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Women in India working in a computer lab

Eduvanz: How financing for skills training is transforming lives

Geeta Goel

In the state of Maharashtra in India, Ishaan studied in a Government school through Grade 10 and had barely passed his school exams. While he was not strong in academics, he was a strong athlete, with a keen interest in football and cricket. When he received his low Grade 10 results, and saw his friends enrolling in junior colleges, he wondered what he should do next. His older friends enrolled in Tier 3 Junior Colleges, paid college fees, but barely passed their Grade 12 exams, and were not able to find jobs. Both of Ishaan’s parents worked full-time and didn’t make enough money to support the household. They needed an additional income. Ishaan couldn’t afford to take a chance at college.

Desperate to support his family’s income, he began working at a small gym near his home as an assistant. He learned that trainers at the gym earned Rs. 20,000 a month and found out about K11 Academy, which provides a certification course for personal trainers. However, the three-month course cost Rs. 75,000 – more than Ishaan could afford, even if he borrowed from friends and family.

Ishaan talked with K11 Academy about his inability to pay the fee upfront, and they told him about Eduvanz, a non-banking financial company that offers low-cost loans for skills training and education. The counsellor at K11 Academy explained that Eduvanz allowed Ishaan to pay the fee in instalments over a 12-month period. With the help of the counsellor, Ishaan applied for the Eduvanz loan online, submitted a few documents, and with his father acting as co-borrower, obtained a loan from Eduvanz within three days.

Eduvanz, enabled by its technology platform and a strong diligence of training institutions, can offer credit where few other financial institutions provide loans. In January 2019, the Michael & Susan Dell Foundation committed a $1 million loan to Eduvanz specifically to enable low-income youth to enroll in high-quality training courses by bridging the affordability and upfront fee payment gaps.

These courses, offered by institutes such as Times Pro, K11 Academy, Imarticus, and others provide youth the opportunity to access aspirational jobs in various industries, including banking, analytics, fitness, and healthcare – industries which have traditionally only been accessible to youth from middle and high-income families.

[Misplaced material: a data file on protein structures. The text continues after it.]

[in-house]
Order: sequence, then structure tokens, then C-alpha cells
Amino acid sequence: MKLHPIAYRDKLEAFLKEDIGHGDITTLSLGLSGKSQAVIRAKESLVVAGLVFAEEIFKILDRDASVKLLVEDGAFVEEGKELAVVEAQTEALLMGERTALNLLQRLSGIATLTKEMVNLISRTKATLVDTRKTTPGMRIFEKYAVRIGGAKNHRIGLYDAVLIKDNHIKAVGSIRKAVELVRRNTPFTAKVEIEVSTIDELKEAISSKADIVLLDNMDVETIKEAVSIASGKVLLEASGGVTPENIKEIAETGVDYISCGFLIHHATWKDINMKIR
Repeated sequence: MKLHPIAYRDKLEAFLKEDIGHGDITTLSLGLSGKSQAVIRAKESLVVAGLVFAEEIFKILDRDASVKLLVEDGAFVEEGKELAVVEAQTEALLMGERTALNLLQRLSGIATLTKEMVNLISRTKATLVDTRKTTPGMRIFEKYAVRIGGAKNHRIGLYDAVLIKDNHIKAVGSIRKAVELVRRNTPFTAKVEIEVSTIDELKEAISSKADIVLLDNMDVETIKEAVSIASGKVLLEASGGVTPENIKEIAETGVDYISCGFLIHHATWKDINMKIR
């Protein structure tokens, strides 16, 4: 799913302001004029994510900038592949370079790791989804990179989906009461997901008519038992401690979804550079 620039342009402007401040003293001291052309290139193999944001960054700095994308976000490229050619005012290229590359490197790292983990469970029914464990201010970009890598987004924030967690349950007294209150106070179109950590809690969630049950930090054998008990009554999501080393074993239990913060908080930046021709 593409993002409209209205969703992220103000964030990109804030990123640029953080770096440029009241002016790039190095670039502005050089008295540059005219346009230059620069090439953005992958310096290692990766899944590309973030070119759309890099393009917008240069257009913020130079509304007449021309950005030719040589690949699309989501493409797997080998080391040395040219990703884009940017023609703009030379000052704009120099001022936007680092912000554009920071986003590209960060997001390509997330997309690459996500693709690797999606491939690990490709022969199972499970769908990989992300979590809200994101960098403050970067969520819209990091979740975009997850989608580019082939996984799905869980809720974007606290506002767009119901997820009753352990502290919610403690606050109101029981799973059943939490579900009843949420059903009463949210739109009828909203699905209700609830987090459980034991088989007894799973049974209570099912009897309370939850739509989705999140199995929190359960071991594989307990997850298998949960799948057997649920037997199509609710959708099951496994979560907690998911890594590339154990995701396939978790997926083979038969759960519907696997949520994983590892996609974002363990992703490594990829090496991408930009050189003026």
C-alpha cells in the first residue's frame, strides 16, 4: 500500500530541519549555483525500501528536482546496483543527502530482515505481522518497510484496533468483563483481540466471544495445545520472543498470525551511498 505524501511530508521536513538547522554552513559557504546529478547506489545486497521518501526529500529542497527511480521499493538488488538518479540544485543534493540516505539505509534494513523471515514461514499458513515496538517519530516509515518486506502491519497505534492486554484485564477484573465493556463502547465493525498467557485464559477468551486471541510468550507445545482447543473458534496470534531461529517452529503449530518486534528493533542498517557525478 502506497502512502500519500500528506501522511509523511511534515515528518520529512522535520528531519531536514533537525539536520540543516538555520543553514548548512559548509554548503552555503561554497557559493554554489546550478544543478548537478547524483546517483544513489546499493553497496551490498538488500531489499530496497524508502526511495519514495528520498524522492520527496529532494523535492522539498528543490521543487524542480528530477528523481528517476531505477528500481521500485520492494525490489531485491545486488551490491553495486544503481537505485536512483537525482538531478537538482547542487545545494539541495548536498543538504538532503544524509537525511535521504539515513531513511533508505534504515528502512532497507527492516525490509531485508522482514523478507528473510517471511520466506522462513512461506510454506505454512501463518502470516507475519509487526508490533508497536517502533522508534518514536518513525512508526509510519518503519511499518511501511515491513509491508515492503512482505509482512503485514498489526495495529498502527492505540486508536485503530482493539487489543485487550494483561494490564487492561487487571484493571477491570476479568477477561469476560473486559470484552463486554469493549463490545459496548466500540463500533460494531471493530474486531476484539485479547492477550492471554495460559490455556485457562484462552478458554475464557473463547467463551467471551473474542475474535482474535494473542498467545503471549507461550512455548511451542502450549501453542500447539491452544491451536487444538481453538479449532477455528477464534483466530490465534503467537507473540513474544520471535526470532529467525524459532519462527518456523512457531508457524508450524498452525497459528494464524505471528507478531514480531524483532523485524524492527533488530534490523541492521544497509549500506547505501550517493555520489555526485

Founded in 2016, Eduvanz has disbursed more than Rs.150 million in loans to date and has a strong network of more than 120 partner institutions, several of which use Eduvanz as their sole lending partner. The Eduvanz team brings more than 60 years of experience across banking and financial services, credit, technology, and marketing to inform decision-making in loan provision and partnerships with institutions. In December 2018, Eduvanz raised a seed funding round from Unitus Ventures to propel its next round of growth.

At the foundation, we believe we can catalyze a market for funders to finance skill development in India’s youth by supporting players like Eduvanz, which bridge an important gap for low-income youth, and provide an avenue to aspirational jobs. This work is similar to our efforts to catalyze the urban microfinance market in India, where we supported early stage organizations such as UjjivanSwadhaarJanalakshmi, and Arohan to prove that there is a viable business model to improve microfinance penetration in urban areas.

The challenge? There are still open questions around awareness levels of low-income youth about skill development courses, the gaps that exist in the value chain connecting youth to high-quality courses, and the institutes’ experiences and challenges in offering courses to an increasing population. To answer those questions, we are conducting primary market research, which, along with early results from Eduvanz’s experience of lending to this segment, will help chart the strategy and way forward in catalyzing this market.

In the meantime, we are reflecting on what works: In Ishaan’s case, he is now working as a personal trainer, making Rs. 22,000 a month. Nobody had ever offered a formal loan to Ishaan or to anyone in his family, and now his younger siblings are taking advantage of the opportunities Eduvanz offers to change the trajectory of their financial future.